Opus: the free audio codec which should become the standard
September 14th, 2012 - 10:10 am ET by J. G.
The free audio compression format known as Opus Interactive Audio Codec should become the Internet standard.
Opus Interactive Audio Codec has been standardised by the Internet Engineering Task Force (IETF). This free audio compression format has been designed for the Web to allow a standard format for most audio ranging from VoIP with low bot rates to music (from 6 Kbps to 510 Kbps).
During its implementation into Firefox 15, Mozilla was looking for an open source format to provide better compression with MP3, Ogg or AAC. Opus will be used with WebRTC, the future Web standard for audio and video communication in the browser without a plugin.
Opus is the result from collaborative work between the IETF, Mozilla, Microsoft (via Skype), Xiph.Org, Octasic, Broadcom and Google.
Jean-Marc Valin from Mozilla, one of Opus’ developers states "Opus is the first state of the art, free audio codec to be standardized. We think this will help us achieve wider adoption than prior royalty-free codecs like Speex and VorbisOpus."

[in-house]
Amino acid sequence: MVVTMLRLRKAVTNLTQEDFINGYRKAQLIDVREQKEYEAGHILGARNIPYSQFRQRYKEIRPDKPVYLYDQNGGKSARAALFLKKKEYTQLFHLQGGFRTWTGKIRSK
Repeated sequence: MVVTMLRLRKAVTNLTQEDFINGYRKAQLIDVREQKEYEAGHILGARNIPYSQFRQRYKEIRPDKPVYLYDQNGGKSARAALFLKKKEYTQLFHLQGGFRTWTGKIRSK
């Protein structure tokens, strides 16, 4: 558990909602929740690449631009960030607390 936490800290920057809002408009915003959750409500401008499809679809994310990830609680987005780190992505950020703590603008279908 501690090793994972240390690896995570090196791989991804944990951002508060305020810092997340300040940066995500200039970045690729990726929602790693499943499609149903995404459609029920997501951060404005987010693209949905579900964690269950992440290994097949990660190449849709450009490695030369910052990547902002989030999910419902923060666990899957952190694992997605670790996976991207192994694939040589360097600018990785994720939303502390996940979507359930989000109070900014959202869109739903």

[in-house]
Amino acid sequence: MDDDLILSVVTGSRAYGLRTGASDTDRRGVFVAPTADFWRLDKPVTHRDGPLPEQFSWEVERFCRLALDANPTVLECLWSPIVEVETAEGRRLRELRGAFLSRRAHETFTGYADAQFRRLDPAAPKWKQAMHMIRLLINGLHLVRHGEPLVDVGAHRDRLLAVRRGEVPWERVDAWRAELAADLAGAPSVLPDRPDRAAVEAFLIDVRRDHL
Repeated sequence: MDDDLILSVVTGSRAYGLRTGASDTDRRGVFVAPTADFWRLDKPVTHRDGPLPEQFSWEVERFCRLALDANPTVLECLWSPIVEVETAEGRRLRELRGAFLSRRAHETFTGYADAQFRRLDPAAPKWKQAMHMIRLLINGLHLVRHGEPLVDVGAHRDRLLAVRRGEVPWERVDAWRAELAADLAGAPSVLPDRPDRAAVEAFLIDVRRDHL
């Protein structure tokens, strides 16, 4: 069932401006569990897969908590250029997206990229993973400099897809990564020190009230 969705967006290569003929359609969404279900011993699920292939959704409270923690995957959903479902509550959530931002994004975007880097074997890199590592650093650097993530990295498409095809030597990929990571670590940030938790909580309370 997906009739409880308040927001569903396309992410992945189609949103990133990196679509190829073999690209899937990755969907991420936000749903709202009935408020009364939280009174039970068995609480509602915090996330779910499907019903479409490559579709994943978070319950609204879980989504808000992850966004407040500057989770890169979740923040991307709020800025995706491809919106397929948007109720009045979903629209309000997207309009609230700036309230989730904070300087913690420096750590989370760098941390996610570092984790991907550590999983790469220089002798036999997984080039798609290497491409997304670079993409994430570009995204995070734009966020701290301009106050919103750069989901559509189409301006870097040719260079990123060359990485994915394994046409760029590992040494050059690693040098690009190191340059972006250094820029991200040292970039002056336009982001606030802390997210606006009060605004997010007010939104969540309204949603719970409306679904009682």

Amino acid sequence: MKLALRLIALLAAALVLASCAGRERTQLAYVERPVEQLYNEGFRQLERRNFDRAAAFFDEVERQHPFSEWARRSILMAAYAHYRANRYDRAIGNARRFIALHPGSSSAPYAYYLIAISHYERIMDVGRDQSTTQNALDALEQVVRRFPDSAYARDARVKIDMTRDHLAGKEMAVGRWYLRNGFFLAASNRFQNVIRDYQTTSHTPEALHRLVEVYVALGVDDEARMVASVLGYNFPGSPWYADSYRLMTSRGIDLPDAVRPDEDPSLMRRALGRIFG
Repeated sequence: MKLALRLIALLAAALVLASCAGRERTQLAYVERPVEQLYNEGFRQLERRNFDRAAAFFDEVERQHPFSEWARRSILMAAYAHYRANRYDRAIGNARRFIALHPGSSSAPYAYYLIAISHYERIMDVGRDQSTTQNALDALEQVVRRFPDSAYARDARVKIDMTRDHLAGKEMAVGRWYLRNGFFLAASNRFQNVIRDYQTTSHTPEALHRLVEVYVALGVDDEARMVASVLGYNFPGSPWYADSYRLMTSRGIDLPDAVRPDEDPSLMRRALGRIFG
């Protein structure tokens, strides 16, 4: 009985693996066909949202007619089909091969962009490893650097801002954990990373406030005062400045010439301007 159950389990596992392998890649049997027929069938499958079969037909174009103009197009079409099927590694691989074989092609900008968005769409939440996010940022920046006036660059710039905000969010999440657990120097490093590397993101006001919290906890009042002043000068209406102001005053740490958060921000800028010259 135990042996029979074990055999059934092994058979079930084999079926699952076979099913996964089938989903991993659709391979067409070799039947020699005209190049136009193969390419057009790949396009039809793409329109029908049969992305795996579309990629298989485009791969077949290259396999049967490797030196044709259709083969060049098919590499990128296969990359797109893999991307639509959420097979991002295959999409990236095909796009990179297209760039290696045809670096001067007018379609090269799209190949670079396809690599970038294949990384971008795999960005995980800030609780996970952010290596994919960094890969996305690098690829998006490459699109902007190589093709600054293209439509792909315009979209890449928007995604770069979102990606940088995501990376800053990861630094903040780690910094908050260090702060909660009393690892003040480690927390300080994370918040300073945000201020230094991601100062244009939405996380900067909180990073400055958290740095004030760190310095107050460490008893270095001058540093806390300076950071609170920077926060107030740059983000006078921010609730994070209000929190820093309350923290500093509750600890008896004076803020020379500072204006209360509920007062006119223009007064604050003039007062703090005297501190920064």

In a press release, the Xiph.org foundation points out the advantages of a codec which covers a wide range of uses for optimal performance. It has low latency and can be adapted to changing bandwidth without disrupting the memory buffer.
Opus in reality combines two codecs: SILK, which is an audio codec introduced by Skype in 2009 for voice, and the CELT codec by Xiph.org for music. This is therefore a hybrid which uses both codecs at the same time.